As of May 2020, Moderna was valued at $30 billion, but none of its mRNA molecules had reached large clinical trials, and several had failed due to side-effects. It looked like a bubble to many.

   And then came the huge leap into the unknown – the race to create a COVID-19 virus.

     In July 2020, Moderna announced that its mRNA COVID-19 vaccine candidate in Phase 1 clinical testing had led to production of neutralizing antibodies in healthy adults. * And – the side effects were not serious (headaches, nausea). The article was peer-reviewed in the leading medical journal, New England Journal of Medicine.

   Now, here are a few more things we need to know, from a trusted website.**

** https://horizon-magazine.eu/article/five-things-you-need-know-about-mrna-vaccines.html

  1. “Vaccines based on messenger RNA are a whole new type of vaccine   If an mRNA vaccine was approved for coronavirus, it would be the first of its type. ‘It’s a very unique way of making a vaccine and, so far, no (such) vaccine has been licenced for infectious disease,’ said Prof. Isabelle Bekeredjian-Ding, Paul Ehrlich Institute, Germany

     “Vaccines work by training the body to recognize and respond to the proteins produced by disease-causing organisms, such as a virus or bacteria. Traditional vaccines are made up of small or inactivated doses of the whole disease-causing organism, or the proteins that it produces, which are introduced into the body to provoke the immune system into mounting a response.

   “But mRNA vaccines, in contrast, trick the body into producing some of the viral proteins itself. They work by using mRNA, or messenger RNA, which is the molecule that essentially puts DNA instructions into action. Inside a cell, mRNA is used as a template to build a protein. ‘An mRNA is basically like a pre-form of a protein and its (sequence encodes) what the protein is basically made of later on,’ said Prof. Bekeredjian-Ding.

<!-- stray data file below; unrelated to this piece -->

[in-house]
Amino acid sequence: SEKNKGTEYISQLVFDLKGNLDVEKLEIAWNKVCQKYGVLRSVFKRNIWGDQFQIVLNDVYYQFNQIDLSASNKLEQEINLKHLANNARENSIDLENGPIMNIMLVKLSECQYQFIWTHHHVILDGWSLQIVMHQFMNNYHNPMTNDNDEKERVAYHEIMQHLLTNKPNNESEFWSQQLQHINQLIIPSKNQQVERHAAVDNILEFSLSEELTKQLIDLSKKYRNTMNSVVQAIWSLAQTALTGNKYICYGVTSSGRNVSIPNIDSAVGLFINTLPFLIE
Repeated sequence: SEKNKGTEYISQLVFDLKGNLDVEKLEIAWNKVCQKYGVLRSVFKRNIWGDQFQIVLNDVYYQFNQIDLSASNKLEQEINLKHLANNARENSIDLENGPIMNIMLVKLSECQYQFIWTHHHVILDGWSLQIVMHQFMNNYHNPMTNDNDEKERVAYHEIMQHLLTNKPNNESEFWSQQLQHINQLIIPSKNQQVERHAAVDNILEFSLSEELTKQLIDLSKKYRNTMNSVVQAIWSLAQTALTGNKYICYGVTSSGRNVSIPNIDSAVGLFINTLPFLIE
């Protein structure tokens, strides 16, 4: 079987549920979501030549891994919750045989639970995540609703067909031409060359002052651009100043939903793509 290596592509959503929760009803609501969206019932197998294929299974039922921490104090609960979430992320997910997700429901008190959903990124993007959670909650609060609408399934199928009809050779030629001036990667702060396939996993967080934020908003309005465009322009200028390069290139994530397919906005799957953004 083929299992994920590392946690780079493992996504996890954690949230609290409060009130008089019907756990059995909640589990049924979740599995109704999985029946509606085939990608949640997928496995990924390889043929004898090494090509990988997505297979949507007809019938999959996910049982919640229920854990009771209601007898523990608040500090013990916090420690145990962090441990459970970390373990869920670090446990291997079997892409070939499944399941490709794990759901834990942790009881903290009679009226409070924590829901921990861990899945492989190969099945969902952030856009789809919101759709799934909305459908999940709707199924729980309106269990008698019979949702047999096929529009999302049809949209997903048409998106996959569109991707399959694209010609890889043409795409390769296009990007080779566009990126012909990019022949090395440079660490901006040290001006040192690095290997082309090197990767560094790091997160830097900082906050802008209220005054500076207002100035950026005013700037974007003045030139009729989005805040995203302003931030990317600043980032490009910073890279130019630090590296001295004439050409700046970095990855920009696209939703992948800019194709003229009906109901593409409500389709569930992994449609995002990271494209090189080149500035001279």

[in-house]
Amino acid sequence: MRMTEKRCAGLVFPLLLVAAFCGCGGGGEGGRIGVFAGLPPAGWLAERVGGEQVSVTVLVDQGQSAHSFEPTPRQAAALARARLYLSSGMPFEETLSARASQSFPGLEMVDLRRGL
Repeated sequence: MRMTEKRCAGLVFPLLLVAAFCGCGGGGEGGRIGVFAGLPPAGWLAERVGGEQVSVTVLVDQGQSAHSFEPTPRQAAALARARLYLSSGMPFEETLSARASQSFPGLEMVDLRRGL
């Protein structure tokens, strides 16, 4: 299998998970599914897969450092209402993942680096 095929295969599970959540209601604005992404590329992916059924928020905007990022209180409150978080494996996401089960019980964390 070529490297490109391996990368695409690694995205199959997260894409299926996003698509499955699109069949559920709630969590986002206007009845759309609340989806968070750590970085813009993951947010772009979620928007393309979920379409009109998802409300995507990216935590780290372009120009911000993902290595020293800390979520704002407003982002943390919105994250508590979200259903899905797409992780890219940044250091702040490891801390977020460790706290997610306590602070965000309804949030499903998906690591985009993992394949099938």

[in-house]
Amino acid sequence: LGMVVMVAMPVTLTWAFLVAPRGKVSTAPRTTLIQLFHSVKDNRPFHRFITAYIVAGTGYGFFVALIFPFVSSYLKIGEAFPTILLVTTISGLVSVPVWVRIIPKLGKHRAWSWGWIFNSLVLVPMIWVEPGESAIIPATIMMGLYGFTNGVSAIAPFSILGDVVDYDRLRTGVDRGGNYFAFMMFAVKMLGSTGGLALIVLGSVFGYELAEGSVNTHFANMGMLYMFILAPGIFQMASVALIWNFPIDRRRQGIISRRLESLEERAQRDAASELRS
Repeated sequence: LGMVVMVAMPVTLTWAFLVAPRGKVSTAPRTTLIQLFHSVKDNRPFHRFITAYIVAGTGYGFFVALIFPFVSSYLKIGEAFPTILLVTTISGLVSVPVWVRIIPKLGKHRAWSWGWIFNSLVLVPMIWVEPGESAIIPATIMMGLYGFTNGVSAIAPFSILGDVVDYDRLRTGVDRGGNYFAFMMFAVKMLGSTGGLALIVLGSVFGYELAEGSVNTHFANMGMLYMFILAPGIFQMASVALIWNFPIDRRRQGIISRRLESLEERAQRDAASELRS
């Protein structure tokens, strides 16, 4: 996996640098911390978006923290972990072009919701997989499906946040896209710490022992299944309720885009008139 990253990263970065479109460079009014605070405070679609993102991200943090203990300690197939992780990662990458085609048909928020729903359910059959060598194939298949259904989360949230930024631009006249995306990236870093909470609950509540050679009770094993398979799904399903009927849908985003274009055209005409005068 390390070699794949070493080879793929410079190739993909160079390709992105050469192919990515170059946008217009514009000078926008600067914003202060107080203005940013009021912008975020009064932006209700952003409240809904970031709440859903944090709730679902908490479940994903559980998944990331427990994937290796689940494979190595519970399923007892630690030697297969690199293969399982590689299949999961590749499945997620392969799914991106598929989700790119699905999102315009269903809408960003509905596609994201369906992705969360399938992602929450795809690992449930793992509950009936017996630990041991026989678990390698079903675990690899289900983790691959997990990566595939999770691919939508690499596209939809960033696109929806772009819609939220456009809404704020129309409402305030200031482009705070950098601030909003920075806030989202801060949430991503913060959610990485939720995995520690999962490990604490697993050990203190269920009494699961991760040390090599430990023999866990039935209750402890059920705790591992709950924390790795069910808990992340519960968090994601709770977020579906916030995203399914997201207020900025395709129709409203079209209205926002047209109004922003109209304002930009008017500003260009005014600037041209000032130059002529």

“To produce an mRNA vaccine, scientists produce a synthetic version of the mRNA that a virus uses to build its infectious proteins. This mRNA is delivered into the human body, whose cells read it as instructions to build that viral protein, and therefore create some of the virus’s molecules themselves. These proteins are solitary, so they do not assemble to form a virus. The immune system then detects these viral proteins and starts to produce a defensive response to them.

   This is crucial. Vaccines are traditionally made by weakening or killing the virus or bug that causes illness. If they are not made properly, they can make people ill. So manufacturing them is very difficult, costly and time-consuming.   mRNA vaccines are not dangerous, because the RNA they introduce triggers an immune reaction, but it cannot cause the illness itself!

  1. The mRNA vaccines could be more potent and straightforward to produce than traditional vaccines

“There are two parts to our immune system: innate (the defences we’re born with) and acquired (which we develop as we come into contact with pathogens). Classical vaccine molecules usually only work with the acquired immune system and the innate immune system is activated by another ingredient, called an adjuvant. Interestingly, mRNA in vaccines could also trigger the innate immune system, providing an extra layer of defence without the need to add adjuvants.